• Rest in Paradise,
    Raymond Franklin Peat  October 12, 1936 - November 24 2022

    Remembering Ray Peat Call-In Show with Georgi Dinkov

    Ray Peat Email Advice Depository

  • tca300: I understand this is off topic from what you typically teach, but I was wondering if you have run across any information or learned on your own, things that help people grieve over lost loved ones, and or fear of losing others to death? Thank you!

    Ray Peat: It activates the “helplessness” reactions in the body, stress weakening your own life, and I think it can help to get out of that if you think of your life as a continuation of theirs—the same life, though with fewer bodies.

    Rest in Paradise, Raymond Peat  October 12, 1936 - November 24 2022

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The return of morphogenesis in medicine

haidut

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Ray has written quite a bit about biological fields (as opposed to mechanical / genetic dogmas) and their relevance to human health and disease. I have been noticing quite a few new studies popping up in the last few years, but these two caught the attention of the general public and are now being hotly debated on sites like Reddit and several blogs related to Chris Kessler.

http://www.ncbi.nlm.nih.gov/pmc/articles/PMC3413735/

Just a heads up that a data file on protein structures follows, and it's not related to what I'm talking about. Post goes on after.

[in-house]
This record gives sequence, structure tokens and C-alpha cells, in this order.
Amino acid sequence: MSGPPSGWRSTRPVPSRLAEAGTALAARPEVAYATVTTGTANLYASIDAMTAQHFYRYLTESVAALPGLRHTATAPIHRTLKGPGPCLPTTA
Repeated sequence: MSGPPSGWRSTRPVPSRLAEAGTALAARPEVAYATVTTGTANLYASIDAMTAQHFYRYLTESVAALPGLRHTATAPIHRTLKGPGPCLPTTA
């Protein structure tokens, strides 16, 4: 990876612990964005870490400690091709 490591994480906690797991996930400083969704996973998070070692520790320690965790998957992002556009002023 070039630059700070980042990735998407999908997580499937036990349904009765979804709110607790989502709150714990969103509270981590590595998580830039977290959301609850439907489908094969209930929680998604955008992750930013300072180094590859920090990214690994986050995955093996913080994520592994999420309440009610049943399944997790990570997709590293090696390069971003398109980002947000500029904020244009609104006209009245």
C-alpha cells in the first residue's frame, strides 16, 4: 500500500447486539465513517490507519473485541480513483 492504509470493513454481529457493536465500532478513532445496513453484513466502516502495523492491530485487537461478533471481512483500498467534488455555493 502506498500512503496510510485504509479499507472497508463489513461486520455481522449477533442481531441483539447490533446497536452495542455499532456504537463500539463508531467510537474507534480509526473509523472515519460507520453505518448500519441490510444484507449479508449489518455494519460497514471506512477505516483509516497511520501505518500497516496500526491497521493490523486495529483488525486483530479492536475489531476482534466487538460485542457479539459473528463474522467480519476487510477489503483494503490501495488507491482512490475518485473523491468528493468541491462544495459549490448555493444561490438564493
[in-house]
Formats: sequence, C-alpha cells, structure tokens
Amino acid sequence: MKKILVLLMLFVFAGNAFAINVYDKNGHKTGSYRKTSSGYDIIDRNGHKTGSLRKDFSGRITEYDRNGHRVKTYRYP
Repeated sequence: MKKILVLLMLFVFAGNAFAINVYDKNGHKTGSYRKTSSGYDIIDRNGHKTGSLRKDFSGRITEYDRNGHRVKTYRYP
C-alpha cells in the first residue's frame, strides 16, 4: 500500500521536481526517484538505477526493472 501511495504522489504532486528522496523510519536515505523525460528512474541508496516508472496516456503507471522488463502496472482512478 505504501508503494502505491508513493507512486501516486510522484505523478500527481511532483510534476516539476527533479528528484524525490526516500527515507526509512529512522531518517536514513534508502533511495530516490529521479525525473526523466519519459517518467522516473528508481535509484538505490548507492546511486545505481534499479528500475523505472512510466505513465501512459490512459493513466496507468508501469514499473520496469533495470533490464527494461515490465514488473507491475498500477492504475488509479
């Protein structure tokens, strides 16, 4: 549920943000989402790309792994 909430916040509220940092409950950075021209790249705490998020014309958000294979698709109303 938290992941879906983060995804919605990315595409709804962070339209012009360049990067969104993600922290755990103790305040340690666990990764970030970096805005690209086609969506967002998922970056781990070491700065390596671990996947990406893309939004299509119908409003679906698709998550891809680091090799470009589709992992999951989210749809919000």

http://www.ncbi.nlm.nih.gov/pubmed/25528755

The first one is a very good review of the history of morphogenetic fields and it reads pretty much like Peat wrote it himself.
 
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And everyone gets surprised when a 3D matrix can produce miniature organs :ss
 

haidut

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tara

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Such_Saturation said:
post 97883 Yeah, things are moving quickly it looks like. I think you also posted http://www.nature.com/news/the-boom-in- ... re-1.18064
This is cool.
A liver bud is still a far cry from an entire liver — a hefty, multi-lobed organ composed of tens of billions of hepatocytes. But Takebe hopes that if he can infuse many thousands of buds into a failing organ, he might be able to rescue enough of its function to make a transplant unnecessary. The process seems to work in mice. When Takebe and his group transplanted a dozen of the buds into mouse abdomens, they saw dramatic effects. Within two days, the buds had connected up with the mouse's blood supply, and the cells went on to develop into mature liver cells that were able to make liver-specific proteins and to metabolize drugs. To mimic liver failure, the team wiped out the animals' natural liver function with a toxic drug. After a month, most of the control mice had died, but most of those that received liver bud transplants had survived.
Wow!
 
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